UEFA ponders closed-off Champions League with 8-team groups
GENEVA (AP) — UEFA is considering a proposal to change the Champions League in 2024 in a way that would move toward a closed-off competition favoring elite clubs over rivals from smaller domestic leagues.
Documents seen by The Associated Press propose that 24 of the 32 teams in the 2024-25 group stage would retain their lucrative places the next season regardless of where they finish in national domestic leagues.
The documents match the aims of the influential European Club Association (ECA) which is competing for influence at UEFA with the European Leagues umbrella group.
The proposal would create eight-team groups kicking off in August, and narrow the entry path for teams from winners of lower-ranking leagues.
The system, if approved by UEFA next year, would guarantee at least 14 Champions League games instead of the current six for each club, earning them tens of millions of euros (dollars) in extra revenue from broadcasting and sponsor deals struck by UEFA. The 16-team knockout stage would be retained, with seven further games for the two finalists.
The leagues group fears that will widen the wealth gap favoring an elite few and severely damage the competitive balance, commercial value and fan interest in national competitions.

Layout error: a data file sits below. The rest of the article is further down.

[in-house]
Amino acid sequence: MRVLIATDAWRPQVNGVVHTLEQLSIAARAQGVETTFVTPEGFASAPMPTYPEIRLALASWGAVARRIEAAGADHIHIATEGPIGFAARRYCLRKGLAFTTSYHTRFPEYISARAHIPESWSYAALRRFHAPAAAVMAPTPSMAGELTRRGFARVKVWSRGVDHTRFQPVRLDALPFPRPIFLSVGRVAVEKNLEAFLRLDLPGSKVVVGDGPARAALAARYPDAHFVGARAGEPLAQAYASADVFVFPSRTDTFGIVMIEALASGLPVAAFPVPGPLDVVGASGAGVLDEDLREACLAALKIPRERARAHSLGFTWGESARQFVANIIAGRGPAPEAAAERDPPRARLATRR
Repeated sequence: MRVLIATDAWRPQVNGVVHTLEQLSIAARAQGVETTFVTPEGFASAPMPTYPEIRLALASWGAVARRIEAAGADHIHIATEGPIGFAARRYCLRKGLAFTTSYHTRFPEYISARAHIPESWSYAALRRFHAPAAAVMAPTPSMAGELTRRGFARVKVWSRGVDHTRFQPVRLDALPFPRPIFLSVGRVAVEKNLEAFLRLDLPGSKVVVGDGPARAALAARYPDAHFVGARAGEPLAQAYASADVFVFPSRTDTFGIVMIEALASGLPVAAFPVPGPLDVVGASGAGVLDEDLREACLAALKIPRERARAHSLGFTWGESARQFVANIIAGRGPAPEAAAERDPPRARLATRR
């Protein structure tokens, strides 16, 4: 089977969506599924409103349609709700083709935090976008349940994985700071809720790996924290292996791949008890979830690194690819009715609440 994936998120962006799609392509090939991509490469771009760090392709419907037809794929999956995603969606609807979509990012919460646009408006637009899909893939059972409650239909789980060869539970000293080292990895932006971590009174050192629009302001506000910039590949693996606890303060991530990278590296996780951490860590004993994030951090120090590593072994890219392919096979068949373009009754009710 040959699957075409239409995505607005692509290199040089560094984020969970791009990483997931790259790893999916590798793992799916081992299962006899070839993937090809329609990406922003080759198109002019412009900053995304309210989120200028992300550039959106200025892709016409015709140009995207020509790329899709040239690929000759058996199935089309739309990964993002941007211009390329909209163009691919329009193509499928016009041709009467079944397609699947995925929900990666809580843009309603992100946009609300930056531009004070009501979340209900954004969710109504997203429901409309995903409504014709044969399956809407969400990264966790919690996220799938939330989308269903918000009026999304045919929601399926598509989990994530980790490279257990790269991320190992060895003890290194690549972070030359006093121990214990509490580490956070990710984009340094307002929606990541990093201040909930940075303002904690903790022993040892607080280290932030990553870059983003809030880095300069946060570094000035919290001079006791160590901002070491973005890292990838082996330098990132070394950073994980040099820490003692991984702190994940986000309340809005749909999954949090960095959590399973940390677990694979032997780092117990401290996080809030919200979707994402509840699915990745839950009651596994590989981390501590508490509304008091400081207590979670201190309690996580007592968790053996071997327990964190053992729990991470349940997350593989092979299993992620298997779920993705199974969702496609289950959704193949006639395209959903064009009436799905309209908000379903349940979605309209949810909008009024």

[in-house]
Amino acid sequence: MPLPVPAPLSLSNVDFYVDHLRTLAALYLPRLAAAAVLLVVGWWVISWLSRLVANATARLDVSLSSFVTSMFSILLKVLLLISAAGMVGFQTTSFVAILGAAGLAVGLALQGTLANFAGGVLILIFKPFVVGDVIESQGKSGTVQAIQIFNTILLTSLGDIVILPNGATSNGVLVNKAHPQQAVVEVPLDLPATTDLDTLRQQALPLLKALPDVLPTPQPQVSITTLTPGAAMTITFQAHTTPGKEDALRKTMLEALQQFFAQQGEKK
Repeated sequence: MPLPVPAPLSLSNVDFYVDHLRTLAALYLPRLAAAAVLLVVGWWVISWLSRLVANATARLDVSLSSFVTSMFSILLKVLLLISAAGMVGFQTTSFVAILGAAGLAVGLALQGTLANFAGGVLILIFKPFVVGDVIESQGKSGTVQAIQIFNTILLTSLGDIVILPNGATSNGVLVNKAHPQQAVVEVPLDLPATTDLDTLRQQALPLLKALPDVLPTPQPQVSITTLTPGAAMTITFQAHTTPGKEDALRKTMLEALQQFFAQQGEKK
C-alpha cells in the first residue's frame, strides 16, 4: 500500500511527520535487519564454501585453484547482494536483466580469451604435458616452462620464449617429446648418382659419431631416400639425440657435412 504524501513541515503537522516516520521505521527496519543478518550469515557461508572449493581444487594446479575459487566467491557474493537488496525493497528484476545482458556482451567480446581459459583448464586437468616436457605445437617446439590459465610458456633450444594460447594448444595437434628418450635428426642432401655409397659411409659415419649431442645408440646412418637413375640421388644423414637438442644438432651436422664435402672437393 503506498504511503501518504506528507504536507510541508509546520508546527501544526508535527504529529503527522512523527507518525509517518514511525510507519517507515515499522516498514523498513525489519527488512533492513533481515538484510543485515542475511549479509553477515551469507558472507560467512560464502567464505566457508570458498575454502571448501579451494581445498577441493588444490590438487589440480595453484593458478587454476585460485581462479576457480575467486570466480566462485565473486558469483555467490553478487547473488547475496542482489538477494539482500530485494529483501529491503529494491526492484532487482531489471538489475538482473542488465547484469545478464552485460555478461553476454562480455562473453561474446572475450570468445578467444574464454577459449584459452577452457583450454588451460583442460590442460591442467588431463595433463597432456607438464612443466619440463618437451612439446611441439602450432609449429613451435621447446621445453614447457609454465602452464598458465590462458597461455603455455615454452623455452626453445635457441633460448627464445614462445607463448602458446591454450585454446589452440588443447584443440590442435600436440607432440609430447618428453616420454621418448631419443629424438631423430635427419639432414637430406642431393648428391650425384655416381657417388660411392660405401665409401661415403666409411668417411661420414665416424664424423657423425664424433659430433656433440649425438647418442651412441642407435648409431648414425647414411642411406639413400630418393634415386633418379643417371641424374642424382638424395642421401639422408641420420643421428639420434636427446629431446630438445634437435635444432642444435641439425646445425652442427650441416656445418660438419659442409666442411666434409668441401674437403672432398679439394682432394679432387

UEFA’s draft plan suggests four Champions League teams will be relegated each season into the next season’s second-tier Europa League.
They would be replaced by four Europa League semifinalists who would be promoted.
Only four qualifying places would be left for national champions competing in preliminary rounds.
It would leave the Dutch league runner-up — as Ajax was before reaching the Champions League semifinals this season — no route into the competition.
Four entries via preliminary rounds is a cut from the current six, while 10 places were on offer until last year.
It is unclear how the first lineup in a revamped Champions League would be decided, though UEFA’s plans says countries would be limited to a maximum of five teams as at present.
A team’s historical record in European competition could be a factor, while qualification purely on sporting merit would risk storied clubs who are influential in the ECA missing out.
Manchester United is currently sixth in the Premier League and will not share in the $2.3 billion Champions League prize money fund next season. In Italy, unheralded Atalanta is set to edge seven-time European champion AC Milan for a qualifying place.
UEFA presented its plan to European league officials Wednesday, almost two months after a first publicly acknowledged meeting with the ECA, led by Juventus president Andrea Agnelli.
In a statement Wednesday, UEFA president Aleksander Ceferin said the details under discussion were “only ideas and opinions” in a year-long consultation.
The plan also involves promotion and relegation between the Europa League and a third-tier competition which has yet to launch.
The third competition, currently called Europa League 2, will kick off in the 2021-22 season with the same 32-team format, in eight groups of four, as the Champions League and Europa League will have that season.
In 2024, the third-tier competition would have 64 teams playing in four divisions of 16 teams, according to the UEFA documents.
UEFA has declined to comment on details of its plan before briefing its 55 member federations on May 17 in Budapest, Hungary.
AP Global Soccer Writer Rob Harris in London contributed to this report